American Indian Youth Education

Respecting the Past, Preparing for the Future: American Indian Youth Education

Much of my work has been focused on figuring out how best to help students transition from high school to postsecondary education and careers. The past 20+ years of that focus has been directed to support American Indian students. American Indian youth have the lowest high school graduation rate of any minority; Minnesota ranks 49th out of 50 states in American Indian graduation.

In working with a former colleague, we developed a curriculum called Expanding the Circle: Respecting the Past, Preparing for the Future, which is focused on improving that graduation rate and helping American Indian students achieve their goals for the future. This landmark educational tool helps students learn more about their culture, practice skills needed for college and adult life, explore career paths and share their story with their peers.

Developing a Curriculum to Grow Retention Rates in Education

In 1995, David Johnson, director of the Institute of Community Integration (ICI), and I wrote and received a grant from the U.S. Department of Education to fund a demonstration project to develop strategies for the successful transition of American Indian students from high school to postsecondary education. Initially, we partnered with the Fond du Lac Tribal & Community College on the Fond du Lac Reservation in Cloquet, Minnesota. We worked with students at the Fond du Lac Ojibwa School to develop strategies to better prepare them for life after high school, both during the school year and during summer which examined what their academic life as students was like.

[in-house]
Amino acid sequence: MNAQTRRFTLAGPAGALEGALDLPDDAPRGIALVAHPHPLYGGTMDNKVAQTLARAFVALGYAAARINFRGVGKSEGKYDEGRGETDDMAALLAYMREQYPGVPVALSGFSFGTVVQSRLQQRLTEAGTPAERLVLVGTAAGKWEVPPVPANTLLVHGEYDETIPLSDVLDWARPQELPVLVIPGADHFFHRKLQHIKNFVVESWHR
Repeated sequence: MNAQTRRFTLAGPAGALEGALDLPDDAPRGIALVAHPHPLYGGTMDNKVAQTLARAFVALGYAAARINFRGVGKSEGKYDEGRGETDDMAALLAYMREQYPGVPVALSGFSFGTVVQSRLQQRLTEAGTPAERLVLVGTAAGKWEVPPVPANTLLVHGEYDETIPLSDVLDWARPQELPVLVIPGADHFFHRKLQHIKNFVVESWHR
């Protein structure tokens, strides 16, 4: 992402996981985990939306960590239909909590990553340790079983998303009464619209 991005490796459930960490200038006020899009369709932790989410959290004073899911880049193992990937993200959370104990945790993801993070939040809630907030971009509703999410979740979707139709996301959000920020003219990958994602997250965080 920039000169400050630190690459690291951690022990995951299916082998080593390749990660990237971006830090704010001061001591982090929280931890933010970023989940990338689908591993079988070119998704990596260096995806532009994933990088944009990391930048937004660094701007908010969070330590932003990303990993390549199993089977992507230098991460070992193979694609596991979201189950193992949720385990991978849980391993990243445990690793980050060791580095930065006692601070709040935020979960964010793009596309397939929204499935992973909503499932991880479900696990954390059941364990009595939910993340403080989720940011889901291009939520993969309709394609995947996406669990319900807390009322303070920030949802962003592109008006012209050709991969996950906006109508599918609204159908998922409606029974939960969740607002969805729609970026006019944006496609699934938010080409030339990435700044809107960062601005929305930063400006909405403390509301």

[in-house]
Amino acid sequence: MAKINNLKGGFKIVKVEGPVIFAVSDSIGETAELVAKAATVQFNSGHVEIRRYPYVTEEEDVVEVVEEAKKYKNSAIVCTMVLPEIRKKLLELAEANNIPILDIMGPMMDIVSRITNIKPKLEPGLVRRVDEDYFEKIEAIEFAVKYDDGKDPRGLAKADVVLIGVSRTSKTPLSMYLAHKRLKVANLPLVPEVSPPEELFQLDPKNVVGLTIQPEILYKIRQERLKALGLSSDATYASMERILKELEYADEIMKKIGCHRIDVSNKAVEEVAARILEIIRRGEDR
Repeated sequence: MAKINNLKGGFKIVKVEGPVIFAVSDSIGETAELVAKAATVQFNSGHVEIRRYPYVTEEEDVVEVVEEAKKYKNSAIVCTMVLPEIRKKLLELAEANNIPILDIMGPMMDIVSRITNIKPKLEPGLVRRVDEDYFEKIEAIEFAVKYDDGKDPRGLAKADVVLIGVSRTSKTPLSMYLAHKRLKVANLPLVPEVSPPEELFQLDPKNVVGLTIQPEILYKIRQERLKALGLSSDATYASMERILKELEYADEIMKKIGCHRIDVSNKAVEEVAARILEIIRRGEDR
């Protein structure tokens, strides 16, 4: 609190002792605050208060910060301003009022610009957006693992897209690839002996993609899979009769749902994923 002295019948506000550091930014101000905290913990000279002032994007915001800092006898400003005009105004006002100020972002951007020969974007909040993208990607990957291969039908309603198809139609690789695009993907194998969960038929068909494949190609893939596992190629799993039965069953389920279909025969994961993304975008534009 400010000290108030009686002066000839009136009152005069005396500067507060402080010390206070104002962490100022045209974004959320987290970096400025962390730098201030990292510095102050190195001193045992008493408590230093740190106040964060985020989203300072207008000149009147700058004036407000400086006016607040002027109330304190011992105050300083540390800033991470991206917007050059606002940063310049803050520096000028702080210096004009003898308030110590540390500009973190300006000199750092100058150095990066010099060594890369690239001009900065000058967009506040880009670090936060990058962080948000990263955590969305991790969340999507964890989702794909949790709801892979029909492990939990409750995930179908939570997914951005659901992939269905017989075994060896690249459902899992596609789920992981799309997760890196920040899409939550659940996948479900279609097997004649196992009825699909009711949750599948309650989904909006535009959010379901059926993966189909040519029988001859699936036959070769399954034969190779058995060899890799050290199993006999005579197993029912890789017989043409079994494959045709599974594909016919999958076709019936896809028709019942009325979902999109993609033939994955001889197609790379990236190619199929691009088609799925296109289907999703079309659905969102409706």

As we worked with American Indian youth on activities that stemmed from what we’d done previously with students with learning disabilities – we were able to develop specific strategies that effectively addressed the struggles facing students in transition; a struggle all students face, but especially American Indian students. For many, they are the first generation in their family to graduate from high school, let alone the first to go to college. This means there are few role models in the community for them to learn organically from about what it takes to prepare for college.

Over time, that work from the initial grant developed into our curriculum Expanding the Circle: Respecting the Past, Preparing for the Future, which was published in 2002. We’ve been fortunate to be able to conduct training for this curriculum around the world for indigenous populations. Through the course of the years, naturally, parts of the curriculum go out of date. So, it was important to me to be able to update Expanding the Circle into a second edition for 2017.

Four Themes for Addressing Transition

With our updated curriculum, as in the original publication, we identified four clear themes that are essential in addressing the needs of American Indian students in the process of transitioning out of high school: